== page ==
The world’s tropical forests, the lungs of the planet, are being degraded at an alarming rate with a consequent loss of species diversity. Our work in the Osa Peninsula has shown that degradation does not have to be a one-way street.
We utilize over 100 species of native trees–grown from hand-collected seeds propagated in an on-site nursery–to restore degraded habitat on our conservation properties in Osa. These efforts are undertaken by our hard-working land conservation staff with the help of students, volunteers, visitors, and participants in our Plant-A-Tree program carried out in partnership with area ecolodges.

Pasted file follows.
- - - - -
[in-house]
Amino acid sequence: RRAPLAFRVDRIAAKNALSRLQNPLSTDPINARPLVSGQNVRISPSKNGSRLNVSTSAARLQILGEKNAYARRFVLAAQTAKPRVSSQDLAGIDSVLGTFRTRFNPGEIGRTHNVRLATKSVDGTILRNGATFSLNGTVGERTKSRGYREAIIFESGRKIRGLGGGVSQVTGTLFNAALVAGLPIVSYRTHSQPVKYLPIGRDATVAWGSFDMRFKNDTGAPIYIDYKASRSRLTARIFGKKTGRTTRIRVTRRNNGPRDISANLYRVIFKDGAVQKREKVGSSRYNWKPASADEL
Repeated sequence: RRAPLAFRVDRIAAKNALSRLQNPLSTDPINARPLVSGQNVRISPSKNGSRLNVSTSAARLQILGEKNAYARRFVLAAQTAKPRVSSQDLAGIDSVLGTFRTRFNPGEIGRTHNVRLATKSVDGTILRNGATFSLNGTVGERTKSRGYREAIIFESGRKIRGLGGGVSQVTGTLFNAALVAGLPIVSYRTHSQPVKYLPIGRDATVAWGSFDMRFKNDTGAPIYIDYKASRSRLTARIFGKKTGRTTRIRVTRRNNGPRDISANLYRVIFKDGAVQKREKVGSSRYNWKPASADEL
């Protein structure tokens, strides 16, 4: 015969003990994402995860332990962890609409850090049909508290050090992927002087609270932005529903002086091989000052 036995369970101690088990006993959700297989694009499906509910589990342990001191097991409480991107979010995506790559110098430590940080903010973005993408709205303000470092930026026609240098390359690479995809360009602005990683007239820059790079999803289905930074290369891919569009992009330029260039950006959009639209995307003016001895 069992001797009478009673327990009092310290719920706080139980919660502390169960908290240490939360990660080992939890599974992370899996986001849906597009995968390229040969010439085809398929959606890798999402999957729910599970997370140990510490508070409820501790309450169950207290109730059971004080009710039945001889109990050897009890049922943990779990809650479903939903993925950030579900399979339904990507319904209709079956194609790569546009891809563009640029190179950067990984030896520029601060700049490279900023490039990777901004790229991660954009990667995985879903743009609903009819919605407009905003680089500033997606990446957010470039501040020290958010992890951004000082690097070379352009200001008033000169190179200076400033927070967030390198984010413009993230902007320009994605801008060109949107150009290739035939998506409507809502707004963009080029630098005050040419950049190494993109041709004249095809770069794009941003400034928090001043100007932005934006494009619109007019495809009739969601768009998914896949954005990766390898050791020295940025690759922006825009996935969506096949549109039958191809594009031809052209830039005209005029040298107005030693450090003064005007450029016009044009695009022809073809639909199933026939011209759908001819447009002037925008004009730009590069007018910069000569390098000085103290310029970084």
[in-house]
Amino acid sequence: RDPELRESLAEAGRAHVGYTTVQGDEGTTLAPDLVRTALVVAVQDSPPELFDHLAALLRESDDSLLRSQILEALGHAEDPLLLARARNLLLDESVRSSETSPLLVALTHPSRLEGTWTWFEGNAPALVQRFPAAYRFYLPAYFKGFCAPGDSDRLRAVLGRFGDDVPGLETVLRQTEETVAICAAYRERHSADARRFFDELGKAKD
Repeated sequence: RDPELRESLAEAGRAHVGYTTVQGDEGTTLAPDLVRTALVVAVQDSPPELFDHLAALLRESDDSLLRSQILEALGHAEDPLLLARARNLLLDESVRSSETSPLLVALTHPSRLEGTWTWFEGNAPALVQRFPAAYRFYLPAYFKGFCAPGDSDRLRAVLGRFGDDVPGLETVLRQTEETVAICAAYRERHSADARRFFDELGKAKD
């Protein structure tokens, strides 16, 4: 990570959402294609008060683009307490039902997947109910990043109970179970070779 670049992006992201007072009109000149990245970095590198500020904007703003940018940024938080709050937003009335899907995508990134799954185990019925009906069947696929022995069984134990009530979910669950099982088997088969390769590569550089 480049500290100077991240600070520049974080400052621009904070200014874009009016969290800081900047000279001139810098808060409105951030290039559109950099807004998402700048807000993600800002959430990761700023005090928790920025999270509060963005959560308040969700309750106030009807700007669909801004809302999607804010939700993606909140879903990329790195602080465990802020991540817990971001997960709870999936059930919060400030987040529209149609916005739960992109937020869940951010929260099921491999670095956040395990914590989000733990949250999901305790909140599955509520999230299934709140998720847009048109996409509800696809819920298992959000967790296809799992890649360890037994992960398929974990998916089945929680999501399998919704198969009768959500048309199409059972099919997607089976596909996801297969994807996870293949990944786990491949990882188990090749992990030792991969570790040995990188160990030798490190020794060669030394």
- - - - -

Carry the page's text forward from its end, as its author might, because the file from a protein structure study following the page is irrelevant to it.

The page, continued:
Our forest restoration efforts aren’t simply about planting trees. We are working with Costa Rican botanists to pioneer a new model for reforestation that maximizes the ecological value of restored forests for birds, bats, insects and other wildlife. Continual monitoring and measurement of forest and wildlife recovery on our restoration sites is helping us derive valuable ecological insights to develop a model and best practices for forest restoration in the region.